Remember when John McLaughlin favored an acoustic axe as his prelude to the Mahavishnu Orchestra?, when Conventum was around?, when prog bands were digging deeply into global sounds to come up with riveting new flavors and sonics? And have you wondered what might occur were, say, Univers Zero to meet Flairck or Shakti, what that collision might yield? Well, wonder no longer 'cause Barmey Ung (electric and acoustic guitars, vocals) and his ensemble (Brandi Berry—violin, Sam Flip electric and acoustic bass, Jeff Fortin—drums) are carrying a complicated and highly arresting prog side tradition forward. Drifting is an astonishing debut release that will have you smiling from ear to ear, said organs riveted to the stereo, mouth agape.
This is definitely world-eclectic progrock with classical leanings, Pacific Rim colorations and inflections (Ung is Cambodian), Far East traditional roots, and amazing compositions deftly blending everything into a result so cohesive that the disc is very close to completely unique. Touches of California Guitar Trio waft through, as well as Penguin Café Orchestra, Between, Ancient Future, and other signatory groups, but the whole is otherwise very difficult to pigeonhole. Ung is the center and nominal stand-out of the group, but the unit itself is tight, highly receptive, and hard on his heels so that what emerges is fully packed, Berry especially co-pronounced.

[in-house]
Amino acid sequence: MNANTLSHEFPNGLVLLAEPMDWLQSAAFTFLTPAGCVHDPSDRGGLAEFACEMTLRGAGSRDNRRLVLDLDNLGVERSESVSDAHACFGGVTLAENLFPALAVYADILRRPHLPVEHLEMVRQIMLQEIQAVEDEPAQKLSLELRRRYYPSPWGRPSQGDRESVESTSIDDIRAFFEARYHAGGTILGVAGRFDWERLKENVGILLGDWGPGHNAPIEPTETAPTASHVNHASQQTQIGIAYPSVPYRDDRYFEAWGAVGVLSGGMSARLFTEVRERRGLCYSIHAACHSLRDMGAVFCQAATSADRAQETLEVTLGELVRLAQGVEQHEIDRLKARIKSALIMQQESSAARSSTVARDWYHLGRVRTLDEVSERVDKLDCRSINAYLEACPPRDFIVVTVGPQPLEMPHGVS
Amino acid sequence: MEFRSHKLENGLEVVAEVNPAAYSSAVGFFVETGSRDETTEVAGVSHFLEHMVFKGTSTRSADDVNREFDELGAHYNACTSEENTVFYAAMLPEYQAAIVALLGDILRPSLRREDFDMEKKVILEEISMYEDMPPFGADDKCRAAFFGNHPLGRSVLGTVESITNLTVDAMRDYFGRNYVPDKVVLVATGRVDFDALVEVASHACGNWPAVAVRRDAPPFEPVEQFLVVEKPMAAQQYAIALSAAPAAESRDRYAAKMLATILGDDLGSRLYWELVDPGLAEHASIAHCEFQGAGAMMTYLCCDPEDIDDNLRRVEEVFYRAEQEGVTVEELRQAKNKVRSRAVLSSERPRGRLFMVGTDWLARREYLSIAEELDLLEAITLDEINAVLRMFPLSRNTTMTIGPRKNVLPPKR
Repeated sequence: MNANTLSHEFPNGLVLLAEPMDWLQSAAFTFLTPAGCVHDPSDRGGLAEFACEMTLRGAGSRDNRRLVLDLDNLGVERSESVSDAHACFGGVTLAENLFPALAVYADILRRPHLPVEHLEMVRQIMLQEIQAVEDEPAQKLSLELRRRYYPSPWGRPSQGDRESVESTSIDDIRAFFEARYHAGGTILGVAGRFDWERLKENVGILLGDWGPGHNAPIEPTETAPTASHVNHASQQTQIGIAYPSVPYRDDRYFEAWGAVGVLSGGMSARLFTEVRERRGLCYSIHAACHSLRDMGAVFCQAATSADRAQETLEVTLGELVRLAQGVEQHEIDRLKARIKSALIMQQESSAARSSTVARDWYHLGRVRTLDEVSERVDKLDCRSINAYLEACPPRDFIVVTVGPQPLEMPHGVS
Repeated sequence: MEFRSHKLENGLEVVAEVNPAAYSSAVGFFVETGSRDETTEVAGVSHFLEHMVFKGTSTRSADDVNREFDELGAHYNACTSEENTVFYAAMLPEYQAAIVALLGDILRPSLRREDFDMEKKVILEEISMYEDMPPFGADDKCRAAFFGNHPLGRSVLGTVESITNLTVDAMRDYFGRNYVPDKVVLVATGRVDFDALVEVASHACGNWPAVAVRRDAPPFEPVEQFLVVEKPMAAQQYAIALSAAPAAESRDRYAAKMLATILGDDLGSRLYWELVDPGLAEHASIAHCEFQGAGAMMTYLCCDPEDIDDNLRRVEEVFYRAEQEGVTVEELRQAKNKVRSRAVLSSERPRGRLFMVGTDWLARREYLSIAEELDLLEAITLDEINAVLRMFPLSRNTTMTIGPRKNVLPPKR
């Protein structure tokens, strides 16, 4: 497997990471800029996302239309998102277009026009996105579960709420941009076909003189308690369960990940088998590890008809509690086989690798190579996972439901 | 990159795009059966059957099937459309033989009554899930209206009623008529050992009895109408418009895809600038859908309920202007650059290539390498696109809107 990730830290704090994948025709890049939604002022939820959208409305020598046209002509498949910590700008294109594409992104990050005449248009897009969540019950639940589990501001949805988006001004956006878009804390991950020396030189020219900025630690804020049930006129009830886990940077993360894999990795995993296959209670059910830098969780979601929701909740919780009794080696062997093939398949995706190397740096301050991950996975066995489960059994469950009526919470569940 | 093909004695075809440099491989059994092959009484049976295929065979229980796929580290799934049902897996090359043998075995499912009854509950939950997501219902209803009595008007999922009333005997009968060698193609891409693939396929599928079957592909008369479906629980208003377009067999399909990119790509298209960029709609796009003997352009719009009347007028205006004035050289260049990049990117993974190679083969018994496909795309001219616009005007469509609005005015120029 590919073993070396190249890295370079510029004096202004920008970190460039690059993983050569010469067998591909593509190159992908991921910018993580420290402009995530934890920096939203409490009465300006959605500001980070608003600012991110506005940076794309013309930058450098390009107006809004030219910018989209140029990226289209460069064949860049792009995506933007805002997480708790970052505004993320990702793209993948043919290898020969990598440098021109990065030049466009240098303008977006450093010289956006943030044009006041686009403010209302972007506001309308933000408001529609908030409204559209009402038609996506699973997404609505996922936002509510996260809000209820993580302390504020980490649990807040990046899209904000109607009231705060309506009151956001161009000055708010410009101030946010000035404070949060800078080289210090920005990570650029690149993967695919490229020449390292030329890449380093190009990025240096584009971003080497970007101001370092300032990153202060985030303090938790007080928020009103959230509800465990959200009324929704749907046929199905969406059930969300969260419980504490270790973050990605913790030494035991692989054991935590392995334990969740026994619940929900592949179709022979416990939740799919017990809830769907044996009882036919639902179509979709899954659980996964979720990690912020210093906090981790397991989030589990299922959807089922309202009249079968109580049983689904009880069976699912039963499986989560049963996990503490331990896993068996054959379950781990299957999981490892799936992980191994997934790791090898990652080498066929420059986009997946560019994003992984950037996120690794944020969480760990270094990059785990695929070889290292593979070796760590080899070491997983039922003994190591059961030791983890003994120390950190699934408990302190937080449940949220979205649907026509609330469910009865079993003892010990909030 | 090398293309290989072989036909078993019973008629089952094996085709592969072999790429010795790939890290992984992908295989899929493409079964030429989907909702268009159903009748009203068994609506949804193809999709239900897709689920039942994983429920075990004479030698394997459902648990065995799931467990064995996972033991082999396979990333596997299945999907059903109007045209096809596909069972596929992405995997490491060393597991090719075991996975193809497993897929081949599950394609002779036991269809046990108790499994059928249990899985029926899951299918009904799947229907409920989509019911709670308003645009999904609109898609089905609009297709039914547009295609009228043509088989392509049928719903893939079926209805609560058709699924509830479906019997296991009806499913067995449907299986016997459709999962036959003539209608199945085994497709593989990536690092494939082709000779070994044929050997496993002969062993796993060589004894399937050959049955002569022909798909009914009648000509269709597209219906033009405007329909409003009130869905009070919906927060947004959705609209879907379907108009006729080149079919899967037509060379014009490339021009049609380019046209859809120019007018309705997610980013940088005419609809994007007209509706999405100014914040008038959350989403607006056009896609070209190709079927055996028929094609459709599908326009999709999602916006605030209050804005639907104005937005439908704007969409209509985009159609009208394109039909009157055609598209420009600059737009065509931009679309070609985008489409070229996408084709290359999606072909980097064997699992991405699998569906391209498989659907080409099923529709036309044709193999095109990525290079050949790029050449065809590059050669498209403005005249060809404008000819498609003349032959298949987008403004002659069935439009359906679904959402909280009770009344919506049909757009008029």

Like most groups of such intertwining wont, everything is a cross between, and blending of, melody, harmony, and "conversational" exchanges existing beyond the norms of jamming to occupy a higher level of exposition. Kmang-Kmang would make a killer feature in any prog fest, ensorceling audiences to a mode even the most ardent and historied aficionado may well have thought near extinction. Ung's voice, though, which shows up only a couple of times, isn't the most polished, I have to say, but that's made up for when, late in the disc, he ushers an electric axe in to ratchet everything up yet another notch—just when you were acclimating to what was already breathlessly striking. I guarantee you've not heard anything quite like this in a long long while. Hark back to the golden first Long Hello LP and you'll kinda get the idea, along with everything else I've cited, although nothing remains static in Drifting as the neoclassical chamber jazz of Structure in Emotion tumbles all the aforegoing through a wall.
Keep an eye on Barmey Ung, he's going places…and he's taking us with him.
Edited by: David N. Pyles
Copyright 2012, Peterborough Folk Music Society.
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